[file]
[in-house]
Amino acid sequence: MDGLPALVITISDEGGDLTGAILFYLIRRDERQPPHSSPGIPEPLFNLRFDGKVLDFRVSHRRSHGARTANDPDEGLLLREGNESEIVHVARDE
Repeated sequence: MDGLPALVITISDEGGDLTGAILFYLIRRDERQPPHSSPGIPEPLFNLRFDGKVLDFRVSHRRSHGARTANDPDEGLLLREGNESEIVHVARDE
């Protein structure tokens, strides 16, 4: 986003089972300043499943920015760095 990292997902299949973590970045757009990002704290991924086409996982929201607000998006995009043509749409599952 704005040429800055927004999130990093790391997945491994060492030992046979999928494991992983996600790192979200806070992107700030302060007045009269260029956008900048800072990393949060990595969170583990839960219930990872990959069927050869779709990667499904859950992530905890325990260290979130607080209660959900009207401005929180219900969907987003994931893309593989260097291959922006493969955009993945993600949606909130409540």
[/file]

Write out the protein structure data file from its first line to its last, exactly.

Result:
[in-house]
Amino acid sequence: MDGLPALVITISDEGGDLTGAILFYLIRRDERQPPHSSPGIPEPLFNLRFDGKVLDFRVSHRRSHGARTANDPDEGLLLREGNESEIVHVARDE
Repeated sequence: MDGLPALVITISDEGGDLTGAILFYLIRRDERQPPHSSPGIPEPLFNLRFDGKVLDFRVSHRRSHGARTANDPDEGLLLREGNESEIVHVARDE
């Protein structure tokens, strides 16, 4: 986003089972300043499943920015760095 990292997902299949973590970045757009990002704290991924086409996982929201607000998006995009043509749409599952 704005040429800055927004999130990093790391997945491994060492030992046979999928494991992983996600790192979200806070992107700030302060007045009269260029956008900048800072990393949060990595969170583990839960219930990872990959069927050869779709990667499904859950992530905890325990260290979130607080209660959900009207401005929180219900969907987003994931893309593989260097291959922006493969955009993945993600949606909130409540």